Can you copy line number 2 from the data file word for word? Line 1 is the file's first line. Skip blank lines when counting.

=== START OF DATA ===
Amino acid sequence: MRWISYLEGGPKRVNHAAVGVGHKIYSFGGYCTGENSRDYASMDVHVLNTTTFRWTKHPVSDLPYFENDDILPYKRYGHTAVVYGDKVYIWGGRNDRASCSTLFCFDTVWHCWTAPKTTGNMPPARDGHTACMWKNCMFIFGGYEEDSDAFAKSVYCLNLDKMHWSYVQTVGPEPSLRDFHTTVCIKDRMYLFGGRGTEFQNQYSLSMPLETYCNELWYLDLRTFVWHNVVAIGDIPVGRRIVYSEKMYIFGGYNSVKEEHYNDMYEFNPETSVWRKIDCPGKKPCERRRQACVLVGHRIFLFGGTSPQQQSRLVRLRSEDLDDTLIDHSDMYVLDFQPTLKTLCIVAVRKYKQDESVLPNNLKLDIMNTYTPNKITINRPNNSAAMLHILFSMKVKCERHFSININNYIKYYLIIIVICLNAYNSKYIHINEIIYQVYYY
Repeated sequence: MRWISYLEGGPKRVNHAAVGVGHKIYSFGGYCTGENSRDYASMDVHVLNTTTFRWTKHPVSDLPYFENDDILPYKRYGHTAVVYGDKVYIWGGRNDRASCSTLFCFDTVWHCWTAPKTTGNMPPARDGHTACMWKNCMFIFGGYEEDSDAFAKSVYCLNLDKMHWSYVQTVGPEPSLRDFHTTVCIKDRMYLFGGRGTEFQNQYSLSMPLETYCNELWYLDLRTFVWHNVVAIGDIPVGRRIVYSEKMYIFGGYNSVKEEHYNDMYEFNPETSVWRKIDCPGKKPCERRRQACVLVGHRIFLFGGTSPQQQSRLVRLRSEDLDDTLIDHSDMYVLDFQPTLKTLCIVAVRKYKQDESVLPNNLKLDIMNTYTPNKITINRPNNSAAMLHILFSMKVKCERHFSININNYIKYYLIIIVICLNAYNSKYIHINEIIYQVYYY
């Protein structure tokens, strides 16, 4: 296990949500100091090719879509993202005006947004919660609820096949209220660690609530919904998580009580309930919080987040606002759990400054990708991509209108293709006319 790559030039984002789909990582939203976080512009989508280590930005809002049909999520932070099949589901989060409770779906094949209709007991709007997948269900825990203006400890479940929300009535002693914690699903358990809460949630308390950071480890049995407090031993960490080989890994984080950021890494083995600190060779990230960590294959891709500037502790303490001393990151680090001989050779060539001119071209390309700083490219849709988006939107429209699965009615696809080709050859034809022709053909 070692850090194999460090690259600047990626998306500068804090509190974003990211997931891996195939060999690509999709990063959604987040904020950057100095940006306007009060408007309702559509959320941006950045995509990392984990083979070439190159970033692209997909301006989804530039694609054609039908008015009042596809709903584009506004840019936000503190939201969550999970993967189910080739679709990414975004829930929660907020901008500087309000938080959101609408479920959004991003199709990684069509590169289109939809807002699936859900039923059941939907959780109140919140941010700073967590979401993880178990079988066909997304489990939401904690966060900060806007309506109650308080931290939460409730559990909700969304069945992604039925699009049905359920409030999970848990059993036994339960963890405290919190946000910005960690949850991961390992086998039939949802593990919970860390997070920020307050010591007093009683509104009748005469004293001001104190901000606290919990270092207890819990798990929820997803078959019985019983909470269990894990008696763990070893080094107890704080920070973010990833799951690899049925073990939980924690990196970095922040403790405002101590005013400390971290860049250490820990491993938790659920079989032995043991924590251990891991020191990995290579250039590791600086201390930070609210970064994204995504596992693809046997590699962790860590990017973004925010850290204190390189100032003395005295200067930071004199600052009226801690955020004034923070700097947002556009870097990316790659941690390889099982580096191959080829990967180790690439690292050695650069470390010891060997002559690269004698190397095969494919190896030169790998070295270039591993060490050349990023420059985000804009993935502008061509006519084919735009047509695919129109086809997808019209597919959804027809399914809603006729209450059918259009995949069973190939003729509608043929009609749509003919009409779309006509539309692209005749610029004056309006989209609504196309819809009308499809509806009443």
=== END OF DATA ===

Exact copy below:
Repeated sequence: MRWISYLEGGPKRVNHAAVGVGHKIYSFGGYCTGENSRDYASMDVHVLNTTTFRWTKHPVSDLPYFENDDILPYKRYGHTAVVYGDKVYIWGGRNDRASCSTLFCFDTVWHCWTAPKTTGNMPPARDGHTACMWKNCMFIFGGYEEDSDAFAKSVYCLNLDKMHWSYVQTVGPEPSLRDFHTTVCIKDRMYLFGGRGTEFQNQYSLSMPLETYCNELWYLDLRTFVWHNVVAIGDIPVGRRIVYSEKMYIFGGYNSVKEEHYNDMYEFNPETSVWRKIDCPGKKPCERRRQACVLVGHRIFLFGGTSPQQQSRLVRLRSEDLDDTLIDHSDMYVLDFQPTLKTLCIVAVRKYKQDESVLPNNLKLDIMNTYTPNKITINRPNNSAAMLHILFSMKVKCERHFSININNYIKYYLIIIVICLNAYNSKYIHINEIIYQVYYY